Political conventions are mostly about rhetoric and saying what people want to hear, as all of us watching coverage of the U.S. Democratic and Republican national conventions have been reminded over the past two weeks. This is especially true of hot-button issues like offshoring.
So perhaps it's not surprising that India's outsourcing industry does not appear unduly concerned by Democratic nominee Barack Obama's convention remark that "companies that ship jobs overseas will not get tax breaks." An Indiatimes Infotech story quotes Som Mittal, chairman of India's National Association of Software and Services Companies (Nasscom):
Democratic governments in the past were in support of free trade as the U.S. has been all along. We don't think that practice will go when a new administration takes over early next year. The stakeholders are well aware of the advantages of outsourcing, especially in the service industry.
Mittal also says he thinks Obama's statement refers to the loss of U.S. manufacturing jobs rather than the outsourcing of IT services. True, the average U.S. voter is more aware of -- and thus more concerned about -- manufacturers moving their operations to countries like China and Mexico than companies sending IT chores to India. But if tax breaks are wrong for companies with offshore manufacturing operations, won't they also be wrong for companies sending IT tasks overseas?https://o1.qnsr.com/log/p.gif?;n=203;c=204663295;s=11915;x=7936;f=201904081034270;u=j;z=TIMESTAMP;a=20410779;e=i
This question points up the difficulty of attempting to apply blanket policies to a nuanced issue. And offshoring is definitely that. For every person who insists that huge numbers of U.S. jobs have been lost to offshoring, there's someone who says no real proof of this exists and, in any case, the economic gains enabled by offshoring outweigh any losses.
There's another problem with Obama's statement. What does it mean exactly? I am not a tax code expert, but I don't believe companies currently get any tax breaks for offshoring work. Multi-national companies can defer taxes on profits by moving money overseas, an issue larger in scope than outsourcing. And foreign governments offer some attractive financial incentives to attract U.S. investments, but again, this is a far broader issue.
Obama last August introduced the Patriot Employer Act, which seeks to reward American corporations with tax breaks for keeping their headquarters in the U.S. and maintaining a certain ratio of domestic-to-foreign employees, among other criteria.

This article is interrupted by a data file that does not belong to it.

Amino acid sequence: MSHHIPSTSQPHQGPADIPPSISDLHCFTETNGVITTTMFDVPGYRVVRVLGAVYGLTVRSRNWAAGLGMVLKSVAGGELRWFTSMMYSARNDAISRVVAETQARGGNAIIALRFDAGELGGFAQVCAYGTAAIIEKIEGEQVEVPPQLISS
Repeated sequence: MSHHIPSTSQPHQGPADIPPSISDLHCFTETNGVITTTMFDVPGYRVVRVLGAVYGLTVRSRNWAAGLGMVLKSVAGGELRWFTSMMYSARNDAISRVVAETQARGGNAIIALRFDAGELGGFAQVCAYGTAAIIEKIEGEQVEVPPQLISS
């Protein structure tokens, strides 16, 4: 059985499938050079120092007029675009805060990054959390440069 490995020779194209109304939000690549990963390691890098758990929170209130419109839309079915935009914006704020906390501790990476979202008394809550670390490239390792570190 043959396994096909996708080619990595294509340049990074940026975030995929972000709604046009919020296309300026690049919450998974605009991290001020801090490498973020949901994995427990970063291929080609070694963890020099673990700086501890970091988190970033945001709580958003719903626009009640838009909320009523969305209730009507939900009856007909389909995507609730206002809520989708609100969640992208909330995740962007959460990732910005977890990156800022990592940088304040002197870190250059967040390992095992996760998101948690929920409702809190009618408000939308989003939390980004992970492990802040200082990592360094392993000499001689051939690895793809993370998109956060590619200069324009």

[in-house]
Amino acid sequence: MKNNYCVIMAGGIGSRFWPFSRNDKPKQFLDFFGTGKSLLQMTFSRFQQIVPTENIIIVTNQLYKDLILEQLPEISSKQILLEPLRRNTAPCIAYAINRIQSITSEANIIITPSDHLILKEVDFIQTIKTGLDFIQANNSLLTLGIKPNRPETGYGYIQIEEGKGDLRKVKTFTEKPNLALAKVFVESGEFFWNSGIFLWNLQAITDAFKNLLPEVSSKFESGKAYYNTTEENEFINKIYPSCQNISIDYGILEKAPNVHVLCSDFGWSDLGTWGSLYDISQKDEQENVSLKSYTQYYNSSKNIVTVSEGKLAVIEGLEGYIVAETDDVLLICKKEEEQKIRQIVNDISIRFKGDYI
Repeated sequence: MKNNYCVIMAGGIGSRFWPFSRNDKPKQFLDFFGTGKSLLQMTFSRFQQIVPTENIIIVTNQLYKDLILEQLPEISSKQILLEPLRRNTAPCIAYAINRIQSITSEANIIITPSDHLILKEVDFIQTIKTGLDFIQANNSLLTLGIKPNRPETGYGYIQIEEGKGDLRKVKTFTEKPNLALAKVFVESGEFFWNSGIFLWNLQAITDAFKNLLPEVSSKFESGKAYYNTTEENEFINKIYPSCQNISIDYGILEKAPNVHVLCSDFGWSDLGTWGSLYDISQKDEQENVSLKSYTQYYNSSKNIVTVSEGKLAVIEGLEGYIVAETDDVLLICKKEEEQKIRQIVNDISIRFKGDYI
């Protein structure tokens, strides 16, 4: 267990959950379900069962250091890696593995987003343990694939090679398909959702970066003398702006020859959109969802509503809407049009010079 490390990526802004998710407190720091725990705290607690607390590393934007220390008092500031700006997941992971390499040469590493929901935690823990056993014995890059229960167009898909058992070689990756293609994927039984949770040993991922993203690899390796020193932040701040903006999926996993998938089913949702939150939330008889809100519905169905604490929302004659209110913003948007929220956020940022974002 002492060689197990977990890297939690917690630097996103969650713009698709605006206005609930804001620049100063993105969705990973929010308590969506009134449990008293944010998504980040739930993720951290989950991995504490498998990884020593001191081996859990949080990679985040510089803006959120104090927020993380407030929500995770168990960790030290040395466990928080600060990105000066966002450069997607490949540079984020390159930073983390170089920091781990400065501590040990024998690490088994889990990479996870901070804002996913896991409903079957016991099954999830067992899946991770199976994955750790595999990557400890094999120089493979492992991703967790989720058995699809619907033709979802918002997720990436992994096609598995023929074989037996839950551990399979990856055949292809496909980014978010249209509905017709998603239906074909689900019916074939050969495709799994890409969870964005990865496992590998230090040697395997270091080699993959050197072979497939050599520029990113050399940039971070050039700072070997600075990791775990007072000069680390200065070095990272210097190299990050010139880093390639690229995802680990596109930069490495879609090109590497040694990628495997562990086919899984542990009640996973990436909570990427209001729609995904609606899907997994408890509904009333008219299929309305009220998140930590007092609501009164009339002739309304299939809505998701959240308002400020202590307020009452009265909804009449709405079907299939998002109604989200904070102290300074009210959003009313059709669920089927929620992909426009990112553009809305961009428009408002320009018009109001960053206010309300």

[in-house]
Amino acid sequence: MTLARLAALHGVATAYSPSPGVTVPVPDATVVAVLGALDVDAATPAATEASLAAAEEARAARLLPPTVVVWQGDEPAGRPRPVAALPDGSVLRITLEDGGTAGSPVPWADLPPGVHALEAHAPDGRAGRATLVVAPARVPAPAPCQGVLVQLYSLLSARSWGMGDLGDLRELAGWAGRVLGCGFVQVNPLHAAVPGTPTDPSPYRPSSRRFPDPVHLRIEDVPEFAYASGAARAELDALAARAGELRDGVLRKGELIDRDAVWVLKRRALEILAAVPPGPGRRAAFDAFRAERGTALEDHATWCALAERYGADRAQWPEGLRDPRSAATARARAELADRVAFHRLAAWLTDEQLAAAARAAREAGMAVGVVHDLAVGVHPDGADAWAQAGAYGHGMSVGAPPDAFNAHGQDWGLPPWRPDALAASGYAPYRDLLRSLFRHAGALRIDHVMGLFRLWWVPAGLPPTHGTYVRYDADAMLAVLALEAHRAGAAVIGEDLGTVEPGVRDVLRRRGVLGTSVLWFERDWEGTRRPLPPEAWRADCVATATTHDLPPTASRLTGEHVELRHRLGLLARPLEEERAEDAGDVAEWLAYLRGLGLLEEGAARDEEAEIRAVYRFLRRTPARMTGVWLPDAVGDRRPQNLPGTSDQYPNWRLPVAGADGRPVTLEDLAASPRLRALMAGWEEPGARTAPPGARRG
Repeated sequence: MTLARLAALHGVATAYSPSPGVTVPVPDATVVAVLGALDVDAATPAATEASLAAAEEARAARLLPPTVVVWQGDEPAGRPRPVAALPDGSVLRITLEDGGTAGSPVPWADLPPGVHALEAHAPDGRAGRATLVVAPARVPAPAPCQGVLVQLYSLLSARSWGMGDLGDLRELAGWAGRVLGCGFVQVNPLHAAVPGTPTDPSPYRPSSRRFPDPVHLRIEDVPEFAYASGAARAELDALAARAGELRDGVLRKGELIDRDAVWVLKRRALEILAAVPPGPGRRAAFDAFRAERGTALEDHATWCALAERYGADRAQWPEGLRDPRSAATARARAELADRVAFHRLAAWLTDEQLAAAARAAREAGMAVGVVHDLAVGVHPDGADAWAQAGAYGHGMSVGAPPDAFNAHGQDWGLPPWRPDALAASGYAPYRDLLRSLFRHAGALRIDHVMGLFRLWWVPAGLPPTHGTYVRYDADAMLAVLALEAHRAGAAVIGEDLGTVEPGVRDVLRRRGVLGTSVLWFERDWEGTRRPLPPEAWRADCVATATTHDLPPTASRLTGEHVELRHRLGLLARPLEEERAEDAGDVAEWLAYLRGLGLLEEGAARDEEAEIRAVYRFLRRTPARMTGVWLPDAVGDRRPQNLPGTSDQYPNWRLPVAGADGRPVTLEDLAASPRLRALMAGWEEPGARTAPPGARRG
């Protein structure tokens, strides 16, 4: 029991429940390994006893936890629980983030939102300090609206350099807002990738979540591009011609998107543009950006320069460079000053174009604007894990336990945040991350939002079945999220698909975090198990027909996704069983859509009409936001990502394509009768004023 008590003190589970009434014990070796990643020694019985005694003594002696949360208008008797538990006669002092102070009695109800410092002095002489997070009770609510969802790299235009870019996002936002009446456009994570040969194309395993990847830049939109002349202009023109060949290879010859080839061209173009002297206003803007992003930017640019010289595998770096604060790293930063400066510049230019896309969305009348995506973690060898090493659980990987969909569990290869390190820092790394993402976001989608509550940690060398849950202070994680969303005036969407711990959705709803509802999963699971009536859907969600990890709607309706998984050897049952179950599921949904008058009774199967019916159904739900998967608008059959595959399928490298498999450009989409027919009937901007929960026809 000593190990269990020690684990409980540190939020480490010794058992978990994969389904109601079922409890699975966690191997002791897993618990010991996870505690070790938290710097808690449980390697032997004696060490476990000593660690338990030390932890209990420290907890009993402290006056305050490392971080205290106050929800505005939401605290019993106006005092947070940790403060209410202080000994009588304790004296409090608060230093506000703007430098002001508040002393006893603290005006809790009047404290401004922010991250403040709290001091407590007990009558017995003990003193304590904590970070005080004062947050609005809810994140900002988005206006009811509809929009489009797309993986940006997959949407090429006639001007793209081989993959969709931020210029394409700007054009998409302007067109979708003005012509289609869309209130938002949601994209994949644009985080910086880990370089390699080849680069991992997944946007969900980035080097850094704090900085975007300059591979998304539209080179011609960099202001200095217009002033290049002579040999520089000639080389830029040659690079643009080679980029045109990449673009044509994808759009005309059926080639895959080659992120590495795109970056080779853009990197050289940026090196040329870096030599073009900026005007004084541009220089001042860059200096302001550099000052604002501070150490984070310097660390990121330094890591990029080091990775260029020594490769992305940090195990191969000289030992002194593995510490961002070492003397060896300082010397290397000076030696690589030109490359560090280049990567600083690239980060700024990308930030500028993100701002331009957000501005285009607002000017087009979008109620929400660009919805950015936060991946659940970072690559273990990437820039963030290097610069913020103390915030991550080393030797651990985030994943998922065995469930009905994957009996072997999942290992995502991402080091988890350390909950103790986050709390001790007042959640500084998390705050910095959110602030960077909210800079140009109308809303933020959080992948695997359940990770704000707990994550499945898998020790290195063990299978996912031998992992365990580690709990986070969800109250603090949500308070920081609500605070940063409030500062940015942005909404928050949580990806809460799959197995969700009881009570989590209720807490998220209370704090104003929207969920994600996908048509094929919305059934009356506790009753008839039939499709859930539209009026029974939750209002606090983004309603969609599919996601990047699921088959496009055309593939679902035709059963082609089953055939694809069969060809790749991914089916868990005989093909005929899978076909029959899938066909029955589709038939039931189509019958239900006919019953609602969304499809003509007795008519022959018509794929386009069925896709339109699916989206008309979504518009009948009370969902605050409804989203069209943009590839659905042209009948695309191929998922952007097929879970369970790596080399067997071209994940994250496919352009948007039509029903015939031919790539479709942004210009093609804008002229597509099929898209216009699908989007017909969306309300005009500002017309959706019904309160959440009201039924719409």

Offshoring obviously factors into broader trade issues. Interestingly, despite an approach to trade that seems more restrictive than McCain's, Obama so far has been more popular in California's Silicon Valley, which is filled with tech companies clamoring for more H-1B visas and green cards for their foreign-born employees. Sen. Joseph Lieberman, the Connecticut Democrat who has angered members of his party with his support of McCain, recently knocked Obama for his opposition to trade agreements with Colombia and South Korea and for his apparent willingness to renegotiate the North American Free Trade Agreement.
A Wall Street Journal item quotes Lieberman:
... Depending on who gets elected, our policy on trade will be dramatically different and if Sen. Obama really follows through on some of the things he said, those anti-trade policies will have the net effect of--I don't want to be an alarmist--but putting us into a lot worse economically than we otherwise would be.
There's an interesting nugget on McCain's approach to trade in this Money Morning piece that compares the two candidates' positions on a number of issues, with a slant toward how these positions will affect U.S. investors. Writes Martin Hutchinson, who according to an editor's note has interviewed economic advisors for both McCain and Obama:
A further advantage of a McCain presidency could be the conclusion of more trade deals, and the consequent expansion of both world trade and of the economy in general. McCain is even more of a free trader than President Bush and has more credibility abroad; hence, it must be possible that he could make progress on the Doha Round of trade negotiations. That would be particularly important for the economies of emerging markets, which would be given greater access to the U.S. market, and reap rewards in the form of economic growth and corporate profits.